OA conducts and/or supervises financial and performance audits of the Social Security Administration’s (SSA) programs and operations and makes recommendations to ensure program objectives are achieved effectively and efficiently. Financial audits assess whether SSA’s financial statements fairly present SSA’s financial position, results of operations, and cash flow. Performance audits review the economy, efficiency, and effectiveness of SSA’s programs and operations. OA also conducts short-term management and program evaluations and projects on issues of concern to SSA, Congress, and the general public.

Office of Investigations
OI conducts and coordinates investigative activity related to fraud, waste, abuse, and mismanagement in SSA programs and operations. This includes wrongdoing by applicants, beneficiaries, contractors, third parties, or SSA employees performing their official duties. This office serves as OIG liaison to the Department of Justice on all matters relating to the investigations of SSA programs and personnel. OI also conducts joint investigations with other Federal, State, and local law enforcement agencies.

Office of the Chief Counsel to the Inspector General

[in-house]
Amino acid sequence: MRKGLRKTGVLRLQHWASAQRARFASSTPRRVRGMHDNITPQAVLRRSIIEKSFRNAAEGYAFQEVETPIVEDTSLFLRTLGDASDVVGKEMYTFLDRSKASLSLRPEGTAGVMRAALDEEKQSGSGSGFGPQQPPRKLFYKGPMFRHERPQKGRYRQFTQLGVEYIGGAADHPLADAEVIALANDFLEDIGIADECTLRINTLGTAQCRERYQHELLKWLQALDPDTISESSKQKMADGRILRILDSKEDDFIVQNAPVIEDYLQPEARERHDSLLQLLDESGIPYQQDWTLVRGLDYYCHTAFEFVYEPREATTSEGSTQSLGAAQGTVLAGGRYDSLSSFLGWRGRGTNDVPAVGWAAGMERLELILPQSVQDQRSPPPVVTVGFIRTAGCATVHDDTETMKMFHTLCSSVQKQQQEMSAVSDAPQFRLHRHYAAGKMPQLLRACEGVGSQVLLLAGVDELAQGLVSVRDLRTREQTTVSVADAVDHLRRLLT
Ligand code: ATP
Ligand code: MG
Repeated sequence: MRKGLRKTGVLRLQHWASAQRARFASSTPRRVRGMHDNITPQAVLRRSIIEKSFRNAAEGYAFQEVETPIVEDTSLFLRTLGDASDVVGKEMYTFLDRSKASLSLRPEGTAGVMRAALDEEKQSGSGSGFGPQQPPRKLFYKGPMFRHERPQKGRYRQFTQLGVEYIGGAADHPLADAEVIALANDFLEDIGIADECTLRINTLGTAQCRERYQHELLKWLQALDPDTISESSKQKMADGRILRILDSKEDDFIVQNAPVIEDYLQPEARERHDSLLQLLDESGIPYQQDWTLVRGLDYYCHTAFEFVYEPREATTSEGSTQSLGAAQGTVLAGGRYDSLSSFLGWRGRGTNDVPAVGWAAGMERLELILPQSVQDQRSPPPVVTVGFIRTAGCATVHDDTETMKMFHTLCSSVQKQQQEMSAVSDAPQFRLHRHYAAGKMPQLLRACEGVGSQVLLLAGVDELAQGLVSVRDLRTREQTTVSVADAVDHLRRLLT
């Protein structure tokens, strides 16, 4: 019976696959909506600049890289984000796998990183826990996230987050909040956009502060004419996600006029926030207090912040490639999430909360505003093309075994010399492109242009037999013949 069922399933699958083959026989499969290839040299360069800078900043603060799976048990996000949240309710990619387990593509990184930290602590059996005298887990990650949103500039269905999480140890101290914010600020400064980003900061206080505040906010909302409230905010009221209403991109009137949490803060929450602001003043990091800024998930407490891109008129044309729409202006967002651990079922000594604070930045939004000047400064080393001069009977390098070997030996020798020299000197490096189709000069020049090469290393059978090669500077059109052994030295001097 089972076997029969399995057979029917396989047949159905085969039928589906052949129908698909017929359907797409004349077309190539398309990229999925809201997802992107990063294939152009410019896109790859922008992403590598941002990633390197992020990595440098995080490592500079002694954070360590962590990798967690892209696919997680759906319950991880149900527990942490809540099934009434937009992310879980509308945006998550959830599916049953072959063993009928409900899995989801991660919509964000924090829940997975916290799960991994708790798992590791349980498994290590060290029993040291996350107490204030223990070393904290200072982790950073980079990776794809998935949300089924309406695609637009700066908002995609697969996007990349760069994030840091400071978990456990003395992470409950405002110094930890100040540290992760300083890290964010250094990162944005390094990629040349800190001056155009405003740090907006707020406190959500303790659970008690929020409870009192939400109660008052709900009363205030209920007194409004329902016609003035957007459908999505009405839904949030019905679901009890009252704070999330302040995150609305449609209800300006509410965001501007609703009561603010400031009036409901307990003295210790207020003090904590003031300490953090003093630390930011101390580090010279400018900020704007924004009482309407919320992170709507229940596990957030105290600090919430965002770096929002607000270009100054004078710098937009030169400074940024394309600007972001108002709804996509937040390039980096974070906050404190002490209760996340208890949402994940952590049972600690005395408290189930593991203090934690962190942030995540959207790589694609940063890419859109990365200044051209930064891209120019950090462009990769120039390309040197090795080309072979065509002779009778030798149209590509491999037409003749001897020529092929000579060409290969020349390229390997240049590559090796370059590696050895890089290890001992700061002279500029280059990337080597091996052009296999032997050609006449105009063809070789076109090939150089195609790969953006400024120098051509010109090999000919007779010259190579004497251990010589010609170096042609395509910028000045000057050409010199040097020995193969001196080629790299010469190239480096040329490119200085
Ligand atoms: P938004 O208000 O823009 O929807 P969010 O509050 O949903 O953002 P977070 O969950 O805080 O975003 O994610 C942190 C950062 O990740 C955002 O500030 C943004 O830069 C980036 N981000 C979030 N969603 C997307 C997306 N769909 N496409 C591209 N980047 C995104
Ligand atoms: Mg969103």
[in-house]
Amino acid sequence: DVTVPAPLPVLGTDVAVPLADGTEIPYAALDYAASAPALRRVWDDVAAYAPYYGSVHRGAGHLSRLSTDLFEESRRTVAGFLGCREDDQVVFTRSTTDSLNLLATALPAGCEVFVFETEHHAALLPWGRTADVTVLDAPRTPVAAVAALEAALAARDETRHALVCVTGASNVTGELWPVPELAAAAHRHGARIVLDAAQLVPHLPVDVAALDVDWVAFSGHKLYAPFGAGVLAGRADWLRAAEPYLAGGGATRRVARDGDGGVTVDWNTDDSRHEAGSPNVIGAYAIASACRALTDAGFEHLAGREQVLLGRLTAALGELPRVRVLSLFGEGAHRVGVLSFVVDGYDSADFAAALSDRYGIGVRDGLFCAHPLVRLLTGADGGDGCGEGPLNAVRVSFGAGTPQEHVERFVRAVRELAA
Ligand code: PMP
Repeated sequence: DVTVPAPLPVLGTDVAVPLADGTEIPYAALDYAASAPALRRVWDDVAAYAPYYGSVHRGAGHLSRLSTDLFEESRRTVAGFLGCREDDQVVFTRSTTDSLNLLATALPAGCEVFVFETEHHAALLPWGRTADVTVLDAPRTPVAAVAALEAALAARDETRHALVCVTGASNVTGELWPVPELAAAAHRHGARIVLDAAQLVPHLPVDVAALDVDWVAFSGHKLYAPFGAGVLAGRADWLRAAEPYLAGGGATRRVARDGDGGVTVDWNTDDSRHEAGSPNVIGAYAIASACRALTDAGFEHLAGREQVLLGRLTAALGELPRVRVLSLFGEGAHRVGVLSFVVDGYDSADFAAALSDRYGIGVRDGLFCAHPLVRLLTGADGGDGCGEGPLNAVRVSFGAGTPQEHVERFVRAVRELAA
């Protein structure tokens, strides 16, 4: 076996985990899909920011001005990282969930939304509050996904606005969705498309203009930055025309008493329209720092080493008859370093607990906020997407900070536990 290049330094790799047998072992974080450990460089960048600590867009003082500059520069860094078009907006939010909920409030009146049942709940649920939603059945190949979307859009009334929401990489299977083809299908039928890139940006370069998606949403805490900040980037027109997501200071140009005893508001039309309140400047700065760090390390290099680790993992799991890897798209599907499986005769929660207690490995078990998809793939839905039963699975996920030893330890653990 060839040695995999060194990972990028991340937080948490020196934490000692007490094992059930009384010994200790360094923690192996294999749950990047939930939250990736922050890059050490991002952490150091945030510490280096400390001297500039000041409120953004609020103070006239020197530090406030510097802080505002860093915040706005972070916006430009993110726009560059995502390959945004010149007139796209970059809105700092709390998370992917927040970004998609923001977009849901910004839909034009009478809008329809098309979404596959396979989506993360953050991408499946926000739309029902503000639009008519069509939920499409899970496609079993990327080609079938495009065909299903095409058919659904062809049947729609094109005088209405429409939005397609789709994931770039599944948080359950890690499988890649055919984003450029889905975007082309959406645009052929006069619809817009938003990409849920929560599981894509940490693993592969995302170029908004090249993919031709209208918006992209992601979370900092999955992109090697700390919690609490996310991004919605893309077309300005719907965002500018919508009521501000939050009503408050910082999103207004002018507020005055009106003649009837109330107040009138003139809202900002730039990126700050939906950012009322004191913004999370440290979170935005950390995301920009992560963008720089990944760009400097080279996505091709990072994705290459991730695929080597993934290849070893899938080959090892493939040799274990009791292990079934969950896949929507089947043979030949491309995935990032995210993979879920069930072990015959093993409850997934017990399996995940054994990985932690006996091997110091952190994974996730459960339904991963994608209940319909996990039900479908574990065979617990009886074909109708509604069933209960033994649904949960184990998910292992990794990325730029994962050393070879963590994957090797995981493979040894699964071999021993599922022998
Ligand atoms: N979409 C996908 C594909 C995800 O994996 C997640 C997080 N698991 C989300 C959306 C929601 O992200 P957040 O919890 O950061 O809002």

OCCIG provides independent legal advice and counsel to the IG on various matters, including statutes, regulations, legislation, and policy directives. OCCIG also advises the IG on investigative procedures and techniques, as well as on legal implications and conclusions to be drawn from audit and investigative material. Finally, OCCIG administers the Civil Monetary Penalty program.

Office of Executive Operations
OEO supports OIG by providing information resource management and systems security. OEO also coordinates OIG’s budget, procurement, telecommunications, facilities, and human resources. In addition, OEO is the focal point for OIG’s strategic planning function and the development and implementation of performance measures required by the Government Performance and Results Act of 1993.